Fallacies in the media

As I was re-reading my Discussion Tips page, which I wrote years ago, I realized that I have not been pointing out fallacies near as much as I used to.

There were two good examples of straw man fallacies propagated by the media in the run-up to the election.

A Straw Man fallacy is a false representation of an opponent’s argument that’s easy to defeat. It is very common among 6th graders, but unfortunately, it is all too common among adults and too often passes for quality journalism, especially when the straw man is used against those we dislike.

Straw man #1: ‘Trump says voting is rigged. How dumb is that?’

Trump actually said the  political system is rigged against outsiders. Which means political insiders, like the Clintons, had the media and political parties helping them to the detriment of the outsiders (e.g. him and Bernie). He overcame. Bernie did not.

But, the media twisted this into the sound bite that Trump’s key concern was fraudulent or hacked voting and dismissed Trump as absurd for thinking that.

Matt Lauer continued this fallacy on the morning after the election with Trump’s campaign manager, Kellyanne Conway. She did good by explaining that Matt was misrepresenting the complaint and pointing out that there was evidence to support Trump’s position from the Wikileak emails showing Donna Brazile forwarding advance notice of debate questions to Clinton’s team in the debates against Sanders.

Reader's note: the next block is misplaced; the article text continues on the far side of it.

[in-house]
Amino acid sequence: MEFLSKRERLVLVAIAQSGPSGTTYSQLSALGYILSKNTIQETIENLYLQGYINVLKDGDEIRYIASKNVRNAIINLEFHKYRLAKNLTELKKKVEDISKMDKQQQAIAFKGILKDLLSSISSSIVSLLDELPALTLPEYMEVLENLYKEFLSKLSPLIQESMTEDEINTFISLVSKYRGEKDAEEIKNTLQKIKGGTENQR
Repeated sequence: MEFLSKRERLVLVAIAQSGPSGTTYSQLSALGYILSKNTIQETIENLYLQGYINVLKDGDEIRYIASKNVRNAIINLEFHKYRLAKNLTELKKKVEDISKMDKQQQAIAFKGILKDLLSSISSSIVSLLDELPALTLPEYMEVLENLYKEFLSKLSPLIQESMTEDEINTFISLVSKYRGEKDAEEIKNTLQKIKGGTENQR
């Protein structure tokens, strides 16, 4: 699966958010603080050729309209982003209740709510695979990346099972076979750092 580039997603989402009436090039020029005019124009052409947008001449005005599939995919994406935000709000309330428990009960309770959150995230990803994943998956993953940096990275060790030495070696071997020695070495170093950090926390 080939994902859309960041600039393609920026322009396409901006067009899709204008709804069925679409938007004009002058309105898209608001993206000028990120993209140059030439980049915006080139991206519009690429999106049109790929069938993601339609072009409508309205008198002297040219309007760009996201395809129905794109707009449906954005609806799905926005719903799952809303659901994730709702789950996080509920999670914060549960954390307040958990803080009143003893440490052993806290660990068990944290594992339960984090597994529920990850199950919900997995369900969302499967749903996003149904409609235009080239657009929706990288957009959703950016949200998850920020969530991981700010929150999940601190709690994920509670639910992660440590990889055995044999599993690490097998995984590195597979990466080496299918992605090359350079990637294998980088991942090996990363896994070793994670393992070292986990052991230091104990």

Straw man #2: “Trump says he will not accept the results of the election and does not respect the peaceful transfer of power.”

Trump actually said that he will have to wait and see if he will not challenge the results. He also said, I’ll keep you in suspense. He didn’t mention violence.

This seemed like a reasonable response. Wouldn’t anyone challenge the result if it appeared there was something nefarious going on? Shouldn’t they? Would you rather they sit back and let corrupt groups subjugate the will of the people?

The media then turned this into the straw man above and kept plugging away at it.

Personally, I think this was meant to distract attention from the FBI Director reopening the investigation into Hillary’s emails — and that’s about all they had that was new at that point.

But, in addition to this being a straw man, I think many people saw this charge as disingenuous and hyopcritical coming from the side that actually did contest the 2000 election, taking it all the way to the Supreme Court.

When I see such blatant fallacies, I figure those who perpetrate them are either not very smart or dishonest, neither of which helps them make their argument.


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